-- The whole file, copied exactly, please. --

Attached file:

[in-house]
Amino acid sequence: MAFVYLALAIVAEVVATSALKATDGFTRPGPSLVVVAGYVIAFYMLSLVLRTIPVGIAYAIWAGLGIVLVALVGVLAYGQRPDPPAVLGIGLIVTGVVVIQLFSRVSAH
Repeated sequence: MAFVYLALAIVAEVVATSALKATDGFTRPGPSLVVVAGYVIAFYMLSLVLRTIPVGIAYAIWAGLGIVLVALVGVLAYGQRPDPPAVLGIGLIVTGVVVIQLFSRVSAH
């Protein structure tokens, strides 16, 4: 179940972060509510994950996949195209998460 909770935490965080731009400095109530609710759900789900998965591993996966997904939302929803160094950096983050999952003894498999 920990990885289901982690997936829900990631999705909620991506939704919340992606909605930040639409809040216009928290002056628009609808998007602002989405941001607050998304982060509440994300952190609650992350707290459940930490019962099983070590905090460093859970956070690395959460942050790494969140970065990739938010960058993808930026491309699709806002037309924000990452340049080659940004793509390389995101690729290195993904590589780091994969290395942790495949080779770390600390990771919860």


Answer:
[in-house]
Amino acid sequence: MAFVYLALAIVAEVVATSALKATDGFTRPGPSLVVVAGYVIAFYMLSLVLRTIPVGIAYAIWAGLGIVLVALVGVLAYGQRPDPPAVLGIGLIVTGVVVIQLFSRVSAH
Repeated sequence: MAFVYLALAIVAEVVATSALKATDGFTRPGPSLVVVAGYVIAFYMLSLVLRTIPVGIAYAIWAGLGIVLVALVGVLAYGQRPDPPAVLGIGLIVTGVVVIQLFSRVSAH
């Protein structure tokens, strides 16, 4: 179940972060509510994950996949195209998460 909770935490965080731009400095109530609710759900789900998965591993996966997904939302929803160094950096983050999952003894498999 920990990885289901982690997936829900990631999705909620991506939704919340992606909605930040639409809040216009928290002056628009609808998007602002989405941001607050998304982060509440994300952190609650992350707290459940930490019962099983070590905090460093859970956070690395959460942050790494969140970065990739938010960058993808930026491309699709806002037309924000990452340049080659940004793509390389995101690729290195993904590589780091994969290395942790495949080779770390600390990771919860």